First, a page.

Anthony Goldstone died in January 2017 and in a review of one of his more “serious” collections, we lamented on lost talent. This new CD is more a cause for celebrating a life as he plays (with his wife Caroline Clemmow) some tunes that will bring a smile if not some tapping of toes.
The programme opens and closes with two very famous pieces, Gershwin’s Rhapsody In Blue getting things going and Ravel’s Bolero bringing the programme to an end.
Surprisingly (to us, anyway) “modern” George Gershwin was born just before the end of the 19th century but died young in 1937, the same year as “classical” Maurice Ravel, who was two decades older.
They did meet: in January 1928, Ravel was on a four-month tour of North America, and asked to meet Gershwin at a party for his (Ravel’s) 53rd birthday.
Gershwin played the Rhapsody In Blue, and Ravel was “astonished” at Gershwin’s playing and gift for weaving complicated rhythms. Gershwin later took Ravel to hear jazz played in Harlem.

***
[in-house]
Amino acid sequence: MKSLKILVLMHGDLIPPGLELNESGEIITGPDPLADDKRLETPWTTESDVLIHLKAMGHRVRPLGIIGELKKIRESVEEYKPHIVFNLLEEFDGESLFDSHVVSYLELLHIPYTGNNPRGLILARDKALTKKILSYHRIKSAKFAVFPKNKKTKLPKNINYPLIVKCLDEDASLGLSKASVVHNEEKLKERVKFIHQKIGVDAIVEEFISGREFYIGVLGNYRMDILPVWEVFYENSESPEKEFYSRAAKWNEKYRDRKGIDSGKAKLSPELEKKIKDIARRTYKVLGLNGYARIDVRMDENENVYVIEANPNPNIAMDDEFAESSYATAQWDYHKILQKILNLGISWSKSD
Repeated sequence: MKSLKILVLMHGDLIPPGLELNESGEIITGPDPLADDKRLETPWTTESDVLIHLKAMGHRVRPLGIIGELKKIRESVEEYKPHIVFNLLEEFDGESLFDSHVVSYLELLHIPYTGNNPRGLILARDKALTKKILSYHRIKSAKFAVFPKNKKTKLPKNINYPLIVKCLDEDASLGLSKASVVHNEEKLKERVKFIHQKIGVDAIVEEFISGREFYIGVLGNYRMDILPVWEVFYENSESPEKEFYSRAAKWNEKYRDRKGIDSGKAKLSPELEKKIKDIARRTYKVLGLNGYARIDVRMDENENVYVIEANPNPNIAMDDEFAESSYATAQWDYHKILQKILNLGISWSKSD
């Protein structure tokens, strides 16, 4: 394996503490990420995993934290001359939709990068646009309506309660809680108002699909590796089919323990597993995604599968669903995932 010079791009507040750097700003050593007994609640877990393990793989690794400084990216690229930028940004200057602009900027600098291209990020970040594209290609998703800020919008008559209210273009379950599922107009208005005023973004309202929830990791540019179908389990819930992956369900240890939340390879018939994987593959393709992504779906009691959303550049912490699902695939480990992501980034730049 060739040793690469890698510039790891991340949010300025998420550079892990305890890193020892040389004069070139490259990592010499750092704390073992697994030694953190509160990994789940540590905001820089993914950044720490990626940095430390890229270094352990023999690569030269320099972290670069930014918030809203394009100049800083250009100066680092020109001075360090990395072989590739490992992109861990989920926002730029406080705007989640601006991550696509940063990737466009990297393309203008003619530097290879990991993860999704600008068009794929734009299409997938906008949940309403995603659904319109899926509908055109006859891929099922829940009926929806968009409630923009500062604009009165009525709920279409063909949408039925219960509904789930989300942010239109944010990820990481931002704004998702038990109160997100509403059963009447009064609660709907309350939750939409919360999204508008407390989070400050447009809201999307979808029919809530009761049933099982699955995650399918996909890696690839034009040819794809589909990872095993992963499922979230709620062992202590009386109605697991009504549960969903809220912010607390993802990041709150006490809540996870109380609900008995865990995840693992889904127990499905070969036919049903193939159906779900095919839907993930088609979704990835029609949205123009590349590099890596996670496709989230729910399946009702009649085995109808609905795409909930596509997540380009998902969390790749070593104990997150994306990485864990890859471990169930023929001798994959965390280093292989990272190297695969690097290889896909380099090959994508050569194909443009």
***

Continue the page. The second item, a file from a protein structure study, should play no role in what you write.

Even casual fans of the classical will know both these tracks. Rhapsody combines classical music with jazz; Brian Wilson of The Beach Boys has said it influenced Smile, and songs such as Good Vibrations. It was also used in the 2013 film The Great Gatsby.
Boléro is reportedly the most performed piece of classical music — allegedly it is performed somewhere in the world every 15 minutes — and is even more famous thanks to the film 10 and Torville and Dean.
In between these two tracks are a number of other similar pieces of music, alternating between the two composers, all with a jazz influence. Pour yourself a glass of illegal hooch and pretend you’re in a speakeasy.
This was recorded at the Church of St John the Baptist, Alkborough, North Lincs, England, and is out on Divine Art: DDA25055.
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